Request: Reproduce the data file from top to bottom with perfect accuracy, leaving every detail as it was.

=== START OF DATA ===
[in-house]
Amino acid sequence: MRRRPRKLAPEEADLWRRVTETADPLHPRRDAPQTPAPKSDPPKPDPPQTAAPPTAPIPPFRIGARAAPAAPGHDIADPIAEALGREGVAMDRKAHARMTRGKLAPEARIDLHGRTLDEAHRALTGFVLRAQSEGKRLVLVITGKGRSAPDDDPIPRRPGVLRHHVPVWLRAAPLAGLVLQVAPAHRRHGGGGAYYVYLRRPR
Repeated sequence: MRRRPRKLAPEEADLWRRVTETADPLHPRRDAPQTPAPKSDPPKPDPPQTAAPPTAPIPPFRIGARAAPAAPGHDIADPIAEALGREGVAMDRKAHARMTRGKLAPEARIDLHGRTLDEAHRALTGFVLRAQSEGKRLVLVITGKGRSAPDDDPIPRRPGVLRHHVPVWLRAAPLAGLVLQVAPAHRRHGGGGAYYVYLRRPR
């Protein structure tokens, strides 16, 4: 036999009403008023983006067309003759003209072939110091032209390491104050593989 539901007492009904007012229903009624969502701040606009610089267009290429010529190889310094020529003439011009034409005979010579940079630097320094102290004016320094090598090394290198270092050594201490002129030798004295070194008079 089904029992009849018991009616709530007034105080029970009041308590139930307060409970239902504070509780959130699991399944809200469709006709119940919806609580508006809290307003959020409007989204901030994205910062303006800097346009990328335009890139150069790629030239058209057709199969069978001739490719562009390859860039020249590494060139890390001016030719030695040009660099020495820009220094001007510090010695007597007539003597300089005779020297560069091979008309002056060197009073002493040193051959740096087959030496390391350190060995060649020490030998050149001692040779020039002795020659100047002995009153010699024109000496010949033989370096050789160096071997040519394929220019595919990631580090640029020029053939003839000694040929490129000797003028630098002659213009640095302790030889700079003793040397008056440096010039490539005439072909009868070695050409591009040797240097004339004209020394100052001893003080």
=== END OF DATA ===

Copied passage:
[in-house]
Amino acid sequence: MRRRPRKLAPEEADLWRRVTETADPLHPRRDAPQTPAPKSDPPKPDPPQTAAPPTAPIPPFRIGARAAPAAPGHDIADPIAEALGREGVAMDRKAHARMTRGKLAPEARIDLHGRTLDEAHRALTGFVLRAQSEGKRLVLVITGKGRSAPDDDPIPRRPGVLRHHVPVWLRAAPLAGLVLQVAPAHRRHGGGGAYYVYLRRPR
Repeated sequence: MRRRPRKLAPEEADLWRRVTETADPLHPRRDAPQTPAPKSDPPKPDPPQTAAPPTAPIPPFRIGARAAPAAPGHDIADPIAEALGREGVAMDRKAHARMTRGKLAPEARIDLHGRTLDEAHRALTGFVLRAQSEGKRLVLVITGKGRSAPDDDPIPRRPGVLRHHVPVWLRAAPLAGLVLQVAPAHRRHGGGGAYYVYLRRPR
């Protein structure tokens, strides 16, 4: 036999009403008023983006067309003759003209072939110091032209390491104050593989 539901007492009904007012229903009624969502701040606009610089267009290429010529190889310094020529003439011009034409005979010579940079630097320094102290004016320094090598090394290198270092050594201490002129030798004295070194008079 089904029992009849018991009616709530007034105080029970009041308590139930307060409970239902504070509780959130699991399944809200469709006709119940919806609580508006809290307003959020409007989204901030994205910062303006800097346009990328335009890139150069790629030239058209057709199969069978001739490719562009390859860039020249590494060139890390001016030719030695040009660099020495820009220094001007510090010695007597007539003597300089005779020297560069091979008309002056060197009073002493040193051959740096087959030496390391350190060995060649020490030998050149001692040779020039002795020659100047002995009153010699024109000496010949033989370096050789160096071997040519394929220019595919990631580090640029020029053939003839000694040929490129000797003028630098002659213009640095302790030889700079003793040397008056440096010039490539005439072909009868070695050409591009040797240097004339004209020394100052001893003080």